At 10.40 A.M. the four patrols of attack will leave the field, and will rendezvous as follows. [Here followed the directions.] At 10.55, precisely, they will start for the lines, crossing at an approximate altitude of sixteen hundred metres, each patrol making in a direct line for the balloon assigned to it. Numbers l and 2 of each of these patrols will carry rockets. Number 3 will fly immediately above them, offering further protection in case of attack by enemy aircraft. Number 1 of each patrol will first attack the balloon. If he fails, number 2 will attack. If number l is successful, number 2 will then attack the observers in their parachutes. If number l fails, and number 2 is successful, number 3 will attack the observers. The patrol will then proceed to the aerodrome by the shortest route.

Squadron commanders will make a return before noon to-day, of the names of pilots designated by them for their respective patrols.

In case of unfavorable weather, squadron commanders will be informed of the date to which the attack has been postponed.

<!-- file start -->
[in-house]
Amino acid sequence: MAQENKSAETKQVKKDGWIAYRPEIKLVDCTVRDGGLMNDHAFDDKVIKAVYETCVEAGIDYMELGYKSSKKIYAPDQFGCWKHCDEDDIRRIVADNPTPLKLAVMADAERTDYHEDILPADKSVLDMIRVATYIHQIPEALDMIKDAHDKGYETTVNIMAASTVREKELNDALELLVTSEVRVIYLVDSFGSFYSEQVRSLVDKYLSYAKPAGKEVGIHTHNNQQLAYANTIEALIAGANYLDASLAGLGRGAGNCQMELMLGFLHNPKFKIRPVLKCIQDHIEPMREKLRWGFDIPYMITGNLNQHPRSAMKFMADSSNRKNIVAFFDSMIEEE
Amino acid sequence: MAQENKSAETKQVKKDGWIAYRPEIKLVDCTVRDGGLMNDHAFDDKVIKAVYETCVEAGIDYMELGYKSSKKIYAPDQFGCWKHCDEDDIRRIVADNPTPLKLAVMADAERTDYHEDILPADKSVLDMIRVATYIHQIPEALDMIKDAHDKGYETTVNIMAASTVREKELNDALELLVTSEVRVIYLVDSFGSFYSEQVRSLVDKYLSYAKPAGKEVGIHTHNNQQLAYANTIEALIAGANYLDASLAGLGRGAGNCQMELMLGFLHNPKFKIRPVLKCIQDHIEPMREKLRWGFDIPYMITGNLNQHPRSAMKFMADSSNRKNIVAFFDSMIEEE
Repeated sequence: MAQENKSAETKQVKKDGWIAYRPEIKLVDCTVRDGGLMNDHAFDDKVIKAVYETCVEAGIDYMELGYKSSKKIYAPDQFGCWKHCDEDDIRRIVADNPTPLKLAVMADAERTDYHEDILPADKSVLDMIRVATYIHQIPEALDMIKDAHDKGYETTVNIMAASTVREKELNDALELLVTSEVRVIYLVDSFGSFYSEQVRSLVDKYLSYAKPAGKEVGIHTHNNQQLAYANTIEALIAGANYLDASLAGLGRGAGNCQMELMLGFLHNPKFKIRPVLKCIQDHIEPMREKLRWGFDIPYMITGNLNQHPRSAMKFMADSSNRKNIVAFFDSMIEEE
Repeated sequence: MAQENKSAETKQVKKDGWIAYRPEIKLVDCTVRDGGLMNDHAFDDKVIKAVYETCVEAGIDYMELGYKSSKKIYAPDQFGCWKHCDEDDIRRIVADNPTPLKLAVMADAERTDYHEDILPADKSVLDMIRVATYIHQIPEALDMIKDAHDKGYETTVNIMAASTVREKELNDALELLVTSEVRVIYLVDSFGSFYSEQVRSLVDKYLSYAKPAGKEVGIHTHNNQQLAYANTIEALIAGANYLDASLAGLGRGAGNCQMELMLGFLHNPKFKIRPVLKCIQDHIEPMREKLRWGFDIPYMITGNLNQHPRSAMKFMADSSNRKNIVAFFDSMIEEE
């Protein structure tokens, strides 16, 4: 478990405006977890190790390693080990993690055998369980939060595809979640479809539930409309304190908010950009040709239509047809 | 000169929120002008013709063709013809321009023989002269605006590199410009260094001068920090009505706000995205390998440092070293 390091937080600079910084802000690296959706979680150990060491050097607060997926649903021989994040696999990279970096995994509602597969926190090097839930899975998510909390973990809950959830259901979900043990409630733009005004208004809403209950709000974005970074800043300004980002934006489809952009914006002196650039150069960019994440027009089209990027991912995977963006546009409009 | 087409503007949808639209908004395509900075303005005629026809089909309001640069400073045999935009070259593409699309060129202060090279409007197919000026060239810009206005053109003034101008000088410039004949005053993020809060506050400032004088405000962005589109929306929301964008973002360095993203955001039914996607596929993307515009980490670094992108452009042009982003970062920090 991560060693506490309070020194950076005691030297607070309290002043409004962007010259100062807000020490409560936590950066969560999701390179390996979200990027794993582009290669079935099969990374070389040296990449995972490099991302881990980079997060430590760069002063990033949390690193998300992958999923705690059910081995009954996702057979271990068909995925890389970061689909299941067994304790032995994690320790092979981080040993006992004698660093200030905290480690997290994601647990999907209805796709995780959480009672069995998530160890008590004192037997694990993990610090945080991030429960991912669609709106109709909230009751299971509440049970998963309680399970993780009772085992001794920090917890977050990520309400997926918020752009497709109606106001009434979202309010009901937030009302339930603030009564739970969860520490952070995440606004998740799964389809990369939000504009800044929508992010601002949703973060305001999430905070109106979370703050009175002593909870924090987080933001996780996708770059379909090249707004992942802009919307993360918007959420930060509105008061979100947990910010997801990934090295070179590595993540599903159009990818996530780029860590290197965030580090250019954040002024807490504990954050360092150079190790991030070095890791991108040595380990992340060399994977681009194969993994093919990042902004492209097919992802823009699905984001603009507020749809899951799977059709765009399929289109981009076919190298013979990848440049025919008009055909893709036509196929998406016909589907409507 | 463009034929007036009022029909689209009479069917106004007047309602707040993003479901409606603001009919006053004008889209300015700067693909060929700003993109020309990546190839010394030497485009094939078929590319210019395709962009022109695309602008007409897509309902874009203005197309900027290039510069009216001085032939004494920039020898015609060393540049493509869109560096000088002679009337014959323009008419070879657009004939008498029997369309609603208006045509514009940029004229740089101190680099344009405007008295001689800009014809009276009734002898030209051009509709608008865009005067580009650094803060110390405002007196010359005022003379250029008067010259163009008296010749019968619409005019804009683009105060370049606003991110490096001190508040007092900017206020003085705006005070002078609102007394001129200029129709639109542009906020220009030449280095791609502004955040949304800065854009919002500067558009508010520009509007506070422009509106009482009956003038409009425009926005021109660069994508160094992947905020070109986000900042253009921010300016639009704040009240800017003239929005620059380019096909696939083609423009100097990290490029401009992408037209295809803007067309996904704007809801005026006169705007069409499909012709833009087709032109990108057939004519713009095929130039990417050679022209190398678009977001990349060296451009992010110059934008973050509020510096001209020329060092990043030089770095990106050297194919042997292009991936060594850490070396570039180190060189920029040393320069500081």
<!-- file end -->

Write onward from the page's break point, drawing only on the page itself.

Pilots designated as numbers l and 2 of the patrols of attack will be relieved from the usual patrol duty from this date. They will employ their time at rocket shooting. A target will be in place on the east side of the field from 1.30 P.M. to-day.

"Are there any remarks?" said Talbott, as if he had been reading the minutes at a debating-club meeting.

"Yes," said J. B. "When is the umteenth of June?"

"Ah, mon vieux! that's the question. The commandant knows, and he is n't telling. Any other little thing?"

I suggested that we would like to know which of us was to be number 1.

"That's right. Drew, how would you like to be the first rocketeer?"

"I've no objection," said J. B., grinning as if the frenzy of balloonaticking had already got into his blood.

"Right! that's settled. I'll see your mechanicians about fitting your machines for rockets. You can begin practice this afternoon."

Percy had been listening with interest to the conversation.

"You got some nice job, you boys. But if you bring him down, there will be a lot of chuckling in the trenches. You won't hear it, but they will all be saying, 'Bravo! Epatant!' I've been there. I've seen it and I know. Does 'em all good to see a sausage brought down. 'There's another one of their eyes knocked out,' they say."